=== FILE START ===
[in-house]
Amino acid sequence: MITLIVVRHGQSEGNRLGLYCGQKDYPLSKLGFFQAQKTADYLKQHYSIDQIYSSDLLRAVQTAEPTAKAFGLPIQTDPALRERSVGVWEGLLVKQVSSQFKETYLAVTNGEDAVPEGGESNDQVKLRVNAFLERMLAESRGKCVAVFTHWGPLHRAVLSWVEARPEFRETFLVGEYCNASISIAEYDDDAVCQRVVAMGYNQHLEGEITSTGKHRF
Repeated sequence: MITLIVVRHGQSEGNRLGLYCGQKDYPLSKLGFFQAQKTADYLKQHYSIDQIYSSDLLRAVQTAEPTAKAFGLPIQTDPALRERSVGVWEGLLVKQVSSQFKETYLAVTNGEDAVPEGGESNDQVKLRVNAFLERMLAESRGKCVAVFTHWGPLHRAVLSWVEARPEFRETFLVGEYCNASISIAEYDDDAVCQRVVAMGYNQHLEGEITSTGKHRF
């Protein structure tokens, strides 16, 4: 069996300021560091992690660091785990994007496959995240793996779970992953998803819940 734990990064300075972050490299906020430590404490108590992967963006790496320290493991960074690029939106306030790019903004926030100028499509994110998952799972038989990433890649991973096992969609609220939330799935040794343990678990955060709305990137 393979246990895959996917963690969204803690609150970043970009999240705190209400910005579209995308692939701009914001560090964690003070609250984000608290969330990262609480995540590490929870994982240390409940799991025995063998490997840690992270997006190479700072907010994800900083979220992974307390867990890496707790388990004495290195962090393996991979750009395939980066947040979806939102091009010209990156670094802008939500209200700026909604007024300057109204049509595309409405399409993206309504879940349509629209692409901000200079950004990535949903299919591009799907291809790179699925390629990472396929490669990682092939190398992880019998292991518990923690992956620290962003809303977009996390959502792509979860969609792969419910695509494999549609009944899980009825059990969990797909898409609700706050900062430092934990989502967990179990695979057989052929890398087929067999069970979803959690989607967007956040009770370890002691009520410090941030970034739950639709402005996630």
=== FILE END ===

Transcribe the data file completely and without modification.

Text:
[in-house]
Amino acid sequence: MITLIVVRHGQSEGNRLGLYCGQKDYPLSKLGFFQAQKTADYLKQHYSIDQIYSSDLLRAVQTAEPTAKAFGLPIQTDPALRERSVGVWEGLLVKQVSSQFKETYLAVTNGEDAVPEGGESNDQVKLRVNAFLERMLAESRGKCVAVFTHWGPLHRAVLSWVEARPEFRETFLVGEYCNASISIAEYDDDAVCQRVVAMGYNQHLEGEITSTGKHRF
Repeated sequence: MITLIVVRHGQSEGNRLGLYCGQKDYPLSKLGFFQAQKTADYLKQHYSIDQIYSSDLLRAVQTAEPTAKAFGLPIQTDPALRERSVGVWEGLLVKQVSSQFKETYLAVTNGEDAVPEGGESNDQVKLRVNAFLERMLAESRGKCVAVFTHWGPLHRAVLSWVEARPEFRETFLVGEYCNASISIAEYDDDAVCQRVVAMGYNQHLEGEITSTGKHRF
């Protein structure tokens, strides 16, 4: 069996300021560091992690660091785990994007496959995240793996779970992953998803819940 734990990064300075972050490299906020430590404490108590992967963006790496320290493991960074690029939106306030790019903004926030100028499509994110998952799972038989990433890649991973096992969609609220939330799935040794343990678990955060709305990137 393979246990895959996917963690969204803690609150970043970009999240705190209400910005579209995308692939701009914001560090964690003070609250984000608290969330990262609480995540590490929870994982240390409940799991025995063998490997840690992270997006190479700072907010994800900083979220992974307390867990890496707790388990004495290195962090393996991979750009395939980066947040979806939102091009010209990156670094802008939500209200700026909604007024300057109204049509595309409405399409993206309504879940349509629209692409901000200079950004990535949903299919591009799907291809790179699925390629990472396929490669990682092939190398992880019998292991518990923690992956620290962003809303977009996390959502792509979860969609792969419910695509494999549609009944899980009825059990969990797909898409609700706050900062430092934990989502967990179990695979057989052929890398087929067999069970979803959690989607967007956040009770370890002691009520410090941030970034739950639709402005996630």